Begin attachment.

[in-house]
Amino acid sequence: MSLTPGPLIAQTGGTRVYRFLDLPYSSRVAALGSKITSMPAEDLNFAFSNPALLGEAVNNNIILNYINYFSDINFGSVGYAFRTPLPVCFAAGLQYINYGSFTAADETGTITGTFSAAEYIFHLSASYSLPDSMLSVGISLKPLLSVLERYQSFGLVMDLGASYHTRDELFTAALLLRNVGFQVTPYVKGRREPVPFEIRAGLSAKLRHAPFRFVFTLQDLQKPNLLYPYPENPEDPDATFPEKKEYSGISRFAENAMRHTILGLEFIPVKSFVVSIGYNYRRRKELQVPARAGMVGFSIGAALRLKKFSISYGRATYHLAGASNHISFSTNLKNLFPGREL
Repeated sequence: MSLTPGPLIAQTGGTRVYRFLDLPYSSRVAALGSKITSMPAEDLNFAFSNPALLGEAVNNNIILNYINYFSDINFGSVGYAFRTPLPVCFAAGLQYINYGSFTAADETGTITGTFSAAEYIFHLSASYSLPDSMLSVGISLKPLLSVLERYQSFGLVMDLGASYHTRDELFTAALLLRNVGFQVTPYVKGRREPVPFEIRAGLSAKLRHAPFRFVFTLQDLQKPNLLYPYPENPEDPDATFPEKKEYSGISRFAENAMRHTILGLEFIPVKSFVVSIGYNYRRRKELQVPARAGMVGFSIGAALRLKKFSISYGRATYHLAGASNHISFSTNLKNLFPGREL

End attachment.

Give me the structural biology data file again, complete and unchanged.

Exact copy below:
[in-house]
Amino acid sequence: MSLTPGPLIAQTGGTRVYRFLDLPYSSRVAALGSKITSMPAEDLNFAFSNPALLGEAVNNNIILNYINYFSDINFGSVGYAFRTPLPVCFAAGLQYINYGSFTAADETGTITGTFSAAEYIFHLSASYSLPDSMLSVGISLKPLLSVLERYQSFGLVMDLGASYHTRDELFTAALLLRNVGFQVTPYVKGRREPVPFEIRAGLSAKLRHAPFRFVFTLQDLQKPNLLYPYPENPEDPDATFPEKKEYSGISRFAENAMRHTILGLEFIPVKSFVVSIGYNYRRRKELQVPARAGMVGFSIGAALRLKKFSISYGRATYHLAGASNHISFSTNLKNLFPGREL
Repeated sequence: MSLTPGPLIAQTGGTRVYRFLDLPYSSRVAALGSKITSMPAEDLNFAFSNPALLGEAVNNNIILNYINYFSDINFGSVGYAFRTPLPVCFAAGLQYINYGSFTAADETGTITGTFSAAEYIFHLSASYSLPDSMLSVGISLKPLLSVLERYQSFGLVMDLGASYHTRDELFTAALLLRNVGFQVTPYVKGRREPVPFEIRAGLSAKLRHAPFRFVFTLQDLQKPNLLYPYPENPEDPDATFPEKKEYSGISRFAENAMRHTILGLEFIPVKSFVVSIGYNYRRRKELQVPARAGMVGFSIGAALRLKKFSISYGRATYHLAGASNHISFSTNLKNLFPGREL